I am almost finished with the first draft of my first book!
Some may ask, “Chris! How do you find the time for such a thing as writing a whole book?”
To them I would say that it’s time I already spend thinking through a project like a book, so writing it is the next logical step.
I’ve had as many book ideas as breaths, the difference this time is that I’ve actually done the work and written it.
It hasn’t been easy.
I’ve had to overcome a lot.
The least of which, not being Killing My Creative Critic.
Laptop by Eric Nelson
I remember going through The Artist’s Way years ago after I had hit an extremely difficult spot of songwriter’s block. There were some fantastic suggestions as to how to push through your creativity issues. More recently, The War of Art is a must read for creative momentum. Both of those books, I think solve the problems that block creatives, save one thing: You have to do the work. Last year, I read Steven Pressfield’s newest book, “Turning Pro,” and I was ready. I blogged about the beginning of the end of my creative draught here.
The thing I had to do was to Kill My Creative Critic.
You know, that voice that tells you writing is for other people.
That voice that criticizes your spelling and reminds you that everything you’ve just written has already been written by someone better than you.
The voice that tells you that you won’t ever sell a copy so why even try.
Here’s three ways that I overcame my Creative Critic to press on with a dream (this time):
Wake Up Earlier Than Your Critic
I really don’t “wake up” until around 10am. I’m out of bed, but my cylinders aren’t firing. Since childhood, I’ve been a late starter and that just doesn’t seem like its going to change any time soon. I decided that I would wake up at six every day and write for a solid hour before I have to make lunches for my children. So I did and you know what I found out? My Creative Critic doesn’t wake up that early. I had an entire span of creative time without that inner voice telling all the things I was doing wrong and would never do, etc…By the time my critic climbed out of its crib, I was done, moved on and not even thinking about what I had written. The day moves pretty fast. We have to learn to outsmart our critics!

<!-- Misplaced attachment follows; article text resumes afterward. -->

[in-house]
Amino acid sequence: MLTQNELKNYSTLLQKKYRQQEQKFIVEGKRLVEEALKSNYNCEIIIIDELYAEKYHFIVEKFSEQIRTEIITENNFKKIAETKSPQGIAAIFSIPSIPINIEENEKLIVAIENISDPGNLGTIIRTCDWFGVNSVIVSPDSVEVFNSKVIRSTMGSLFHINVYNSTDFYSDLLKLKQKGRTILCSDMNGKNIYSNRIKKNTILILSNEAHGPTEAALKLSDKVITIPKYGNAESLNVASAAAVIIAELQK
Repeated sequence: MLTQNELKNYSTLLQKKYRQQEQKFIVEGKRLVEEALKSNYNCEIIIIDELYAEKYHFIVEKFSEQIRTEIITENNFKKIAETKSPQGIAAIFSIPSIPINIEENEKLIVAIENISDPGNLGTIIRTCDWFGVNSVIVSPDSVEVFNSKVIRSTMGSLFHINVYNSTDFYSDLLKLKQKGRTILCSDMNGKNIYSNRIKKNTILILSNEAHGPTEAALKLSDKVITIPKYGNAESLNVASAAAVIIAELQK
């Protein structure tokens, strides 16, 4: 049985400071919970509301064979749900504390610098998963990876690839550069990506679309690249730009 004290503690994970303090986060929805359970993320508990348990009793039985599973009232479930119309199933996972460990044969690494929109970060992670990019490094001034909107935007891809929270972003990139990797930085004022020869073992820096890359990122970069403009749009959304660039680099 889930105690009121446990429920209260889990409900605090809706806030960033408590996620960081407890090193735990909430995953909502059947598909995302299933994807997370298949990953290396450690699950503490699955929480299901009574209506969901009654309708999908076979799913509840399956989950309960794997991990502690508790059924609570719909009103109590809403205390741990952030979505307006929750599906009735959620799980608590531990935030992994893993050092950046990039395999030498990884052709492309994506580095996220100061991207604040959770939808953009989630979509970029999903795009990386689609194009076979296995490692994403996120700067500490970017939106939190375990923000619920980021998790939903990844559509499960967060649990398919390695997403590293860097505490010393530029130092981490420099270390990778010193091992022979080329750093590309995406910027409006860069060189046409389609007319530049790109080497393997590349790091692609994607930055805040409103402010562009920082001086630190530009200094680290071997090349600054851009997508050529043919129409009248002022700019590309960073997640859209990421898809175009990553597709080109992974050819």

You have to write a ton when you go through seminary, but it’s a different kind of writing. My computer keyboard, just the feel of it, got me in an academic, I’m going to get a grade for this frame of mind. That’s not the best mindset when what you want are ideas to roll like mighty waters; when you need connections to be made and plots to be storied. So I got a 200 page spiral notebook and began to write…as in actually write. I got an inspiring pack of pens and went for it. I used to write poems and songs in a spiral so the fit was natural. Creativity happened. Now all I have to do is type it all up…which is another project altogether.
Fall In Love With The Gift Of The First Draft
The fact is, no one (except seminarians) ever turns in a first draft. A first draft can have all kinds of writing hazards on the pages. It’s where you spill ideas without grammar, draw lines between good points and cross out bad ones. Everybody first drafts. Artists and Architects sketch before building. Songwriters and Poets vomit thousands of words to find the one that describes them all. Novelists delete more than they print and Directors find ample amounts of their vision on the cutting room floor. The first draft is a target that no on gets to criticize (unless you share with a critic). The first draft is a gift. It’s artistic grace. So, fall in love with it. May your life overflow with first drafts.
I don’t know if this will help you kill your creative critic, but for me, for now, it’s working.
What have you done/tried to outsmart your Critic?